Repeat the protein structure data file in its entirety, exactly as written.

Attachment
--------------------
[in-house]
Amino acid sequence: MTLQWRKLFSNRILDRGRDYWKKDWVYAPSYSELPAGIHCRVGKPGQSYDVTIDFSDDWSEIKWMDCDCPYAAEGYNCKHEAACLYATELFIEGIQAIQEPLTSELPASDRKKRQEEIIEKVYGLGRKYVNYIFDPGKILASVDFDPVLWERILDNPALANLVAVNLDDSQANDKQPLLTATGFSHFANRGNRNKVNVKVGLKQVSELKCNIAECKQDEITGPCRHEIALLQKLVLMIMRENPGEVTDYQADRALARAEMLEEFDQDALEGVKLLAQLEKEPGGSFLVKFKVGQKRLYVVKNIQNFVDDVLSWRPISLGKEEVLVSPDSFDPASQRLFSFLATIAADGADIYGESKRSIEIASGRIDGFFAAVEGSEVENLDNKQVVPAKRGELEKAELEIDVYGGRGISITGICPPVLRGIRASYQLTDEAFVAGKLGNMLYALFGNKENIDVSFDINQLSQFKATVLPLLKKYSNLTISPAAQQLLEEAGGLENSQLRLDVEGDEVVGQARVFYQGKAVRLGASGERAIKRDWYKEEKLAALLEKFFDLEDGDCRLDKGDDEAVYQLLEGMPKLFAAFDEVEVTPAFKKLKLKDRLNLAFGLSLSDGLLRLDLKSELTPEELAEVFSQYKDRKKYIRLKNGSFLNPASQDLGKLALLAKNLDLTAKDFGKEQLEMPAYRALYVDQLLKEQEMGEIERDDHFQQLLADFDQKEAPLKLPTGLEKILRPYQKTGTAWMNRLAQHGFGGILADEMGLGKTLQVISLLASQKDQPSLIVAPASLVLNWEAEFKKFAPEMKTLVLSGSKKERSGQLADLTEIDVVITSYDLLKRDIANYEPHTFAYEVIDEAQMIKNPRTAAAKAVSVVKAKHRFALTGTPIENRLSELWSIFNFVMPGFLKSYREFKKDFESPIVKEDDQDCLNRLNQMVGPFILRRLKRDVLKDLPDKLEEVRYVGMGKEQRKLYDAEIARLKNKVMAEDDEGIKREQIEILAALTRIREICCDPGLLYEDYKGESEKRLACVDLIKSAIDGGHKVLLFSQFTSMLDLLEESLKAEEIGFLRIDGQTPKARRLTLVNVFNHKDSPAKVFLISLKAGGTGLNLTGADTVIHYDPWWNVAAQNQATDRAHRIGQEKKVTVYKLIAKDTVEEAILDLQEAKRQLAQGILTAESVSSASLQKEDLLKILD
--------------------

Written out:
[in-house]
Amino acid sequence: MTLQWRKLFSNRILDRGRDYWKKDWVYAPSYSELPAGIHCRVGKPGQSYDVTIDFSDDWSEIKWMDCDCPYAAEGYNCKHEAACLYATELFIEGIQAIQEPLTSELPASDRKKRQEEIIEKVYGLGRKYVNYIFDPGKILASVDFDPVLWERILDNPALANLVAVNLDDSQANDKQPLLTATGFSHFANRGNRNKVNVKVGLKQVSELKCNIAECKQDEITGPCRHEIALLQKLVLMIMRENPGEVTDYQADRALARAEMLEEFDQDALEGVKLLAQLEKEPGGSFLVKFKVGQKRLYVVKNIQNFVDDVLSWRPISLGKEEVLVSPDSFDPASQRLFSFLATIAADGADIYGESKRSIEIASGRIDGFFAAVEGSEVENLDNKQVVPAKRGELEKAELEIDVYGGRGISITGICPPVLRGIRASYQLTDEAFVAGKLGNMLYALFGNKENIDVSFDINQLSQFKATVLPLLKKYSNLTISPAAQQLLEEAGGLENSQLRLDVEGDEVVGQARVFYQGKAVRLGASGERAIKRDWYKEEKLAALLEKFFDLEDGDCRLDKGDDEAVYQLLEGMPKLFAAFDEVEVTPAFKKLKLKDRLNLAFGLSLSDGLLRLDLKSELTPEELAEVFSQYKDRKKYIRLKNGSFLNPASQDLGKLALLAKNLDLTAKDFGKEQLEMPAYRALYVDQLLKEQEMGEIERDDHFQQLLADFDQKEAPLKLPTGLEKILRPYQKTGTAWMNRLAQHGFGGILADEMGLGKTLQVISLLASQKDQPSLIVAPASLVLNWEAEFKKFAPEMKTLVLSGSKKERSGQLADLTEIDVVITSYDLLKRDIANYEPHTFAYEVIDEAQMIKNPRTAAAKAVSVVKAKHRFALTGTPIENRLSELWSIFNFVMPGFLKSYREFKKDFESPIVKEDDQDCLNRLNQMVGPFILRRLKRDVLKDLPDKLEEVRYVGMGKEQRKLYDAEIARLKNKVMAEDDEGIKREQIEILAALTRIREICCDPGLLYEDYKGESEKRLACVDLIKSAIDGGHKVLLFSQFTSMLDLLEESLKAEEIGFLRIDGQTPKARRLTLVNVFNHKDSPAKVFLISLKAGGTGLNLTGADTVIHYDPWWNVAAQNQATDRAHRIGQEKKVTVYKLIAKDTVEEAILDLQEAKRQLAQGILTAESVSSASLQKEDLLKILD